Travis Holland 13:26
Fantastic. Is there anything else we need to know about Nombe nombe?
Unknown Speaker 14:03
Ah, not yet. Just watch the space. Hopefully, you know, we’re going back into New Guinea. Very exciting, starting in the middle of next year. And then again, for two more trips, two consecutive years. Yeah, hopefully we find a you know, more bones, maybe even a complete skeleton, and we get to tell everyone what it actually looks like. You know, we’ve we’ve had a pleasant amount of media interest in this stuff, you know, friends I haven’t seen for a very long time saying, Oh, I read your article, whatever. That’s been very nice. So yeah, hopefully we get to show you what it looks like in a couple years time.
Travis Holland 16:03
Fantastic. We will link both the full published article and also your Conversation piece in the show notes as well. So anyone who wants to follow up can find out more information. Isaac Kerr, thank you very much for joining Fossils and Fiction.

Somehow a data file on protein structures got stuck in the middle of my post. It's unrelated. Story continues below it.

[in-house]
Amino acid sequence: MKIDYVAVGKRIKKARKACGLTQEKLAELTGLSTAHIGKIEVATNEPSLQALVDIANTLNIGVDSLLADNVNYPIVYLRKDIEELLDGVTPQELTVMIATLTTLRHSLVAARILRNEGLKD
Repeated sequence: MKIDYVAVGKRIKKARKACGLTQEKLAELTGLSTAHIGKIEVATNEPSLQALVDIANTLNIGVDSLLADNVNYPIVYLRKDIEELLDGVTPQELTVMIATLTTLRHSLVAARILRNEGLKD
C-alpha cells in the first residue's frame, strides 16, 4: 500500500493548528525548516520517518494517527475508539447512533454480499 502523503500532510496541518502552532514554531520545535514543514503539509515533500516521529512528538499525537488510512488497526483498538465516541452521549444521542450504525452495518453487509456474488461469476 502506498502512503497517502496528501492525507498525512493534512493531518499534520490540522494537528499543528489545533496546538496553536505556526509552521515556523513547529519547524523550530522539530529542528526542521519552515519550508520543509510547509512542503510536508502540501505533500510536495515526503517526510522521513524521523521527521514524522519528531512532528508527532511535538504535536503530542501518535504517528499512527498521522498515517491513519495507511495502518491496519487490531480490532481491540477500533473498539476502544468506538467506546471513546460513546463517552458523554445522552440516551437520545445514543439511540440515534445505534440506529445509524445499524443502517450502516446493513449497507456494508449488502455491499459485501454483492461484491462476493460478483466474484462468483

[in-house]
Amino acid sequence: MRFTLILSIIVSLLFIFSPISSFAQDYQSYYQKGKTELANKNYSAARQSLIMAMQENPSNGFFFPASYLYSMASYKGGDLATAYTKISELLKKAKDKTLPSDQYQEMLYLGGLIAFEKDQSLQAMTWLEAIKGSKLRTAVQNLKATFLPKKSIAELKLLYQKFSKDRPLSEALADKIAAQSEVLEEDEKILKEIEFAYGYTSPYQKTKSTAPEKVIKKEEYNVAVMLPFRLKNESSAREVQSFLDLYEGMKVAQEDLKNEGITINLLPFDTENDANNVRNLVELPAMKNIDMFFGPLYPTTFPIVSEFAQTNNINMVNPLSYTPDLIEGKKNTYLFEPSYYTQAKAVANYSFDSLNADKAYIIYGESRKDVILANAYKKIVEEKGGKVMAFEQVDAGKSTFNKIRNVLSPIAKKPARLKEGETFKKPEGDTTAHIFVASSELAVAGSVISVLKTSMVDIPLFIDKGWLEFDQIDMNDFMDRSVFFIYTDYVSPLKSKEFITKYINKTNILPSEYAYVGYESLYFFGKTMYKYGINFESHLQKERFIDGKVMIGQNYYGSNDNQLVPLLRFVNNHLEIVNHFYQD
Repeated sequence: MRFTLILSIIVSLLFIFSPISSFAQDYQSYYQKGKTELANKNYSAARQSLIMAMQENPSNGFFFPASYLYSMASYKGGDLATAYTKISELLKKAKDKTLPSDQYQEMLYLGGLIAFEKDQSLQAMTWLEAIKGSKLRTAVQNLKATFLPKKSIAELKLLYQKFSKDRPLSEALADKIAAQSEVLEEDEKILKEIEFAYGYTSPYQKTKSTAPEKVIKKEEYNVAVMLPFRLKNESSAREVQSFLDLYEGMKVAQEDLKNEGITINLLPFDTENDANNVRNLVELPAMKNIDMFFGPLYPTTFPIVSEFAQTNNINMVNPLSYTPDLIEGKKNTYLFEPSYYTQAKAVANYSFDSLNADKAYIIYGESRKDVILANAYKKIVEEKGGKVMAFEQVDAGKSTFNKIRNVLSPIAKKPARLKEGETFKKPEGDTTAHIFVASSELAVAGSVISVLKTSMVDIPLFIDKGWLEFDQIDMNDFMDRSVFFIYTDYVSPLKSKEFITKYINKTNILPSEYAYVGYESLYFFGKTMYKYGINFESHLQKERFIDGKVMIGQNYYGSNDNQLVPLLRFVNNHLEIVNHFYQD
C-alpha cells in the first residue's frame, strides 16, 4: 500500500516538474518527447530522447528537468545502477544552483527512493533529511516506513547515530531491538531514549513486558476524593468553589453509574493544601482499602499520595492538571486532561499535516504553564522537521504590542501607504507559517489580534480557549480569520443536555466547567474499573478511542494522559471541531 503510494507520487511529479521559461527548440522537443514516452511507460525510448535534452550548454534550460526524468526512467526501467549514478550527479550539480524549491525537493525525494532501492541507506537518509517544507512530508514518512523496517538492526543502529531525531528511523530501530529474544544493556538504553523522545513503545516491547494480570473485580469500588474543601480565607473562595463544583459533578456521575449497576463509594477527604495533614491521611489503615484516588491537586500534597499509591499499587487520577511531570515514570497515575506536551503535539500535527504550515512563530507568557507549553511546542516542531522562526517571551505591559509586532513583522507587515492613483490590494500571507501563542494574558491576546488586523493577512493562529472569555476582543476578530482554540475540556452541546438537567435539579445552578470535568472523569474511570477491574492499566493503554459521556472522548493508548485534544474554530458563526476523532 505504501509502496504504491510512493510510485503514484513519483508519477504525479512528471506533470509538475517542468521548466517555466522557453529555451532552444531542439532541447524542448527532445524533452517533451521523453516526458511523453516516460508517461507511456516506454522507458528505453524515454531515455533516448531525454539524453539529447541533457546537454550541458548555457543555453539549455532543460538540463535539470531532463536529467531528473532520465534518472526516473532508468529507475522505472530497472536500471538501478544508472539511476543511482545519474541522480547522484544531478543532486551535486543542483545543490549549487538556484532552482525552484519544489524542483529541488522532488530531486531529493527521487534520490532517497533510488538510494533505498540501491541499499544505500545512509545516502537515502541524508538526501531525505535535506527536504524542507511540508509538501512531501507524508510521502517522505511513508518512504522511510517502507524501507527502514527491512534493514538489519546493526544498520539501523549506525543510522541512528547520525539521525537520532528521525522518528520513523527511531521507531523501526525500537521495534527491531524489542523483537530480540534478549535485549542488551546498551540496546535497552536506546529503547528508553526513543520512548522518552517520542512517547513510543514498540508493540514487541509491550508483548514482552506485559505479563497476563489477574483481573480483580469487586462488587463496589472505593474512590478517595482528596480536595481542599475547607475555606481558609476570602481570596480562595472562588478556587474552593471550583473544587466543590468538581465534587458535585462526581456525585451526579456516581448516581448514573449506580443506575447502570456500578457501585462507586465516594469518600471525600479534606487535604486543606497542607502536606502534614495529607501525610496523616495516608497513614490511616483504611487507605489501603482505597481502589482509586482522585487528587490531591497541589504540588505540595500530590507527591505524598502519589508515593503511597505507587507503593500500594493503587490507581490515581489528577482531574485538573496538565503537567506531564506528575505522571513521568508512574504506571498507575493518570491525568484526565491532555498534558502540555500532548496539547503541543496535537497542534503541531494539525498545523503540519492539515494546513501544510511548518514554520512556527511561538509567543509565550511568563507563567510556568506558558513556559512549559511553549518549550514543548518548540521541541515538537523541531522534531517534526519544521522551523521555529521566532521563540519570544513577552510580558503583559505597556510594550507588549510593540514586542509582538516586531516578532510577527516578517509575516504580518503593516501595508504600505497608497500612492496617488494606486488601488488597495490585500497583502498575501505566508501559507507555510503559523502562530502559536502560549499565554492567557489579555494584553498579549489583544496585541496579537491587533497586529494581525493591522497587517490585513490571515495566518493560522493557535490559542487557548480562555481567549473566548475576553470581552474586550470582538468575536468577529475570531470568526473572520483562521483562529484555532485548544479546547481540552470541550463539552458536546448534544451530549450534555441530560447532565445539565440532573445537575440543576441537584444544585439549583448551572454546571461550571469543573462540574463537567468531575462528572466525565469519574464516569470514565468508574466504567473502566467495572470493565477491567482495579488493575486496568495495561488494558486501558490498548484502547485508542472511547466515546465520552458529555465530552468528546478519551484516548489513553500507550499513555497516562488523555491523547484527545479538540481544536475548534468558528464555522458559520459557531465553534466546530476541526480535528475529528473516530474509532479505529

Thanks to Adele and Isaac for taking the time to tell us about their work. It’s fantastic to see such interesting and exciting work emerging from young Australian scientists. Full details of the papers we discussed will be in the show notes. Thank you for listening to the Fossils and Fiction podcast produced by me Travis Holland with the support of Charles Sturt University. The podcast theme music is Sonora by Quiincas Moreia via the YouTube Audio Library. Find more content on our social media channels, Twitter, Facebook, YouTube, Instagram, and Tiktok. Show notes are available on the website fossilsfiction.co. You can subscribe to the podcast on all major podcasting platforms.